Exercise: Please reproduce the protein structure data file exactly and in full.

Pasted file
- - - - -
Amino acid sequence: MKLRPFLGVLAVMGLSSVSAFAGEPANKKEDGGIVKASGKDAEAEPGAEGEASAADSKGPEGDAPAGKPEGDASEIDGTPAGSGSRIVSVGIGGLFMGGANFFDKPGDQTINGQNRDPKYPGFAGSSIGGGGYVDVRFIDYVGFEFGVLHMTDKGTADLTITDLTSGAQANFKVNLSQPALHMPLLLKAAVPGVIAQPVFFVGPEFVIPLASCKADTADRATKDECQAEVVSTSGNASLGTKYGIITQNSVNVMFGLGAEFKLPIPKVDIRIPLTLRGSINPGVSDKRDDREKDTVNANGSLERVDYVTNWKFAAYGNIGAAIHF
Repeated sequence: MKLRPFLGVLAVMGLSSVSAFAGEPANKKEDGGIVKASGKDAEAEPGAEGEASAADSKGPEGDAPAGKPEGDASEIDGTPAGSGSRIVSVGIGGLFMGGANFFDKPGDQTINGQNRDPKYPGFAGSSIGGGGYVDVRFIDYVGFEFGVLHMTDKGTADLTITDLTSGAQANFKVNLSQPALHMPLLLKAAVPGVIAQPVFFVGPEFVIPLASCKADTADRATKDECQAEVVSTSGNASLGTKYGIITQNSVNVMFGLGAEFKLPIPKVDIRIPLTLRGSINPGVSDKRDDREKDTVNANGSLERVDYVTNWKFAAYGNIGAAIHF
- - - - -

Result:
Amino acid sequence: MKLRPFLGVLAVMGLSSVSAFAGEPANKKEDGGIVKASGKDAEAEPGAEGEASAADSKGPEGDAPAGKPEGDASEIDGTPAGSGSRIVSVGIGGLFMGGANFFDKPGDQTINGQNRDPKYPGFAGSSIGGGGYVDVRFIDYVGFEFGVLHMTDKGTADLTITDLTSGAQANFKVNLSQPALHMPLLLKAAVPGVIAQPVFFVGPEFVIPLASCKADTADRATKDECQAEVVSTSGNASLGTKYGIITQNSVNVMFGLGAEFKLPIPKVDIRIPLTLRGSINPGVSDKRDDREKDTVNANGSLERVDYVTNWKFAAYGNIGAAIHF
Repeated sequence: MKLRPFLGVLAVMGLSSVSAFAGEPANKKEDGGIVKASGKDAEAEPGAEGEASAADSKGPEGDAPAGKPEGDASEIDGTPAGSGSRIVSVGIGGLFMGGANFFDKPGDQTINGQNRDPKYPGFAGSSIGGGGYVDVRFIDYVGFEFGVLHMTDKGTADLTITDLTSGAQANFKVNLSQPALHMPLLLKAAVPGVIAQPVFFVGPEFVIPLASCKADTADRATKDECQAEVVSTSGNASLGTKYGIITQNSVNVMFGLGAEFKLPIPKVDIRIPLTLRGSINPGVSDKRDDREKDTVNANGSLERVDYVTNWKFAAYGNIGAAIHF